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than what is now called India, most probably all India, and what we now call China; for they extended it eastward to the eastern

sea, not meaning hereby what modern geographers call the Eastern Indian Ocean, but rather the great Indian ocean, which washes upon the Philippine Isles. The ancients had no exact knowledge of these parts of the world, but thought that the land ran in some parts, farther East, than it is now supposed to do, and in others not so far; but still as they all agreed to bound the earth every where with waters, according to Ovid,

-Circumfluus humor

Ultima possedit, solidumq; 'coercuit orbem,

so their mare eoum, or Eastern Sea, was that which terminated the extreme eastern countries, however imperfect a notion they had of their true situation; and all the countries from Bactria


to this eastern ocean were their India. Though the ancient antiquities of the countries we now call India are quite lost or defaced ; yet it is remarkable, that if we go farther East into China, to which so many incursions of the more western kingdoms and conquerors have not so frequently reached, or so much affected; we find great remains of what Diodorus calls the ancient Indian polity, and which very probably was derived from the appointments of Noah to his children. But let us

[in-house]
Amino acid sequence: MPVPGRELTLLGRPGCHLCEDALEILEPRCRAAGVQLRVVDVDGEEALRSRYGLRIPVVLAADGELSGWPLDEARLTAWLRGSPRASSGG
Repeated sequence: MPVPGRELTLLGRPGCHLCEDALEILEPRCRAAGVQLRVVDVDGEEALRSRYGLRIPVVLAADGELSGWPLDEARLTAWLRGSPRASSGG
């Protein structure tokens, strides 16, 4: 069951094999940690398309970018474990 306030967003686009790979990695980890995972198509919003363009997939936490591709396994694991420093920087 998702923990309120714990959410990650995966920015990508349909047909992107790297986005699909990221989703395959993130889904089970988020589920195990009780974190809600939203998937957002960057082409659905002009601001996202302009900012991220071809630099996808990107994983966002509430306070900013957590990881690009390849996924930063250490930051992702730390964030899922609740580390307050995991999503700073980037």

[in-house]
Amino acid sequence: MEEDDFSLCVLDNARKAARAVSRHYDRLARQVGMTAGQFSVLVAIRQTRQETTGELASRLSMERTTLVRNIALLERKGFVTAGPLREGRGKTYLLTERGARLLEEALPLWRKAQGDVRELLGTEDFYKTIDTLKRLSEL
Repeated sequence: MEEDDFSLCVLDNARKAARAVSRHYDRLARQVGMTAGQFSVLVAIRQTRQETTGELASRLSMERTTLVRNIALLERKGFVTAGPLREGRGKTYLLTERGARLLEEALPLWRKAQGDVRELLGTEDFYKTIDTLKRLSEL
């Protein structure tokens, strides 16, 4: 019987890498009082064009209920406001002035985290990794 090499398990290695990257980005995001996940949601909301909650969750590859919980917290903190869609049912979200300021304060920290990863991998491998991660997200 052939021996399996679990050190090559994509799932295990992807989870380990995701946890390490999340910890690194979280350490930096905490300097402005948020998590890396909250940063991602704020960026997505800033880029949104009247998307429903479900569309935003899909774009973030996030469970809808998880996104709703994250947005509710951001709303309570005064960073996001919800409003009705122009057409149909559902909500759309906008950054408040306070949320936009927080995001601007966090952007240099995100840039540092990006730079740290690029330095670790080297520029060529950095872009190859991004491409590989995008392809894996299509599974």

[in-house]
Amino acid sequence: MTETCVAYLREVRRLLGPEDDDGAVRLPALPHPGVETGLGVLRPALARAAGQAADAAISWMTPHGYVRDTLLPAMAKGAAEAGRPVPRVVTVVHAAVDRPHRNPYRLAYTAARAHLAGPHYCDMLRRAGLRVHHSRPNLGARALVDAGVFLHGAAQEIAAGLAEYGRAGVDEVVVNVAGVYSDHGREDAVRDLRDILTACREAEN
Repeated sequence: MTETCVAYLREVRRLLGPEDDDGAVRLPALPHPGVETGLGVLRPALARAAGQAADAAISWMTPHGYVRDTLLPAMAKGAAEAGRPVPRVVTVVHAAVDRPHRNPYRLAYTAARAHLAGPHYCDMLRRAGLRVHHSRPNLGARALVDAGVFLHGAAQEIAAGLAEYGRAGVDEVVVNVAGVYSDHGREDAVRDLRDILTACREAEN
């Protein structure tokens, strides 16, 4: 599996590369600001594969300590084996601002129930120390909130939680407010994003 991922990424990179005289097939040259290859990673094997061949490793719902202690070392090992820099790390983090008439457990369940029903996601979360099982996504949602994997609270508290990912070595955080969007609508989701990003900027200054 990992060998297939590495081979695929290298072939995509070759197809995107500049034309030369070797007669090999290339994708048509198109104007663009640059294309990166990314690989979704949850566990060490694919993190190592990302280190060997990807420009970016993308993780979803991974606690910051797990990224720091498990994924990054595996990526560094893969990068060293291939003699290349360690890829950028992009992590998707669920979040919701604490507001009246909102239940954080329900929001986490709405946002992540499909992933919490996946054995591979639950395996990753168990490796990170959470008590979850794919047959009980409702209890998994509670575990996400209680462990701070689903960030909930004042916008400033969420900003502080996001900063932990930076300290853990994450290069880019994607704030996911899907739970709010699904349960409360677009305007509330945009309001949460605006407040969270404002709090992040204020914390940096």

'Strebo . lib. 2. ubi sup.

enquire what these appointments probably were. Now the Indians are divided into seven different orders or sorts of men. Their first legislator considered what employments were necessary to be undertaken and cultivated for the publie welfare, and he appointed several sets or orders of men, that each art or employ, ment might be duly taken care of, by those whose proper business it was to employ themselves in it. 1. Some were appointed to be philosophers and to study astronomy. In ancient times, men had no way of knowing when to sow or till their grounds but by observing the rising and setting of particular stars; for they had no calendar for many ages, nor had they divided the year, into a set of months ; but the lights of heaven were, as Moses speaks, for signs to them, and for seasons,' and for days, and for years. They gradually found by experience, that when such or such stars appeared, the seasons for the several parts of tillage were come; and therefore found it very necessary to make the best observations they could of the heavens, in order to cultivate the earth, so that they might expect the fruits in due season. That this was indeed the way, which the ancients took to find out the proper seasons for the several parts of the husbandman's employment, is evident both from Hesiod and Virgil. The seasons of the year were pretty well settled before Hesiod's time, and much bet. ter before that of Virgil; as may appear from Hesiod's mentioning the several seasons of spring, summer, and winter, and the names of some particular months. But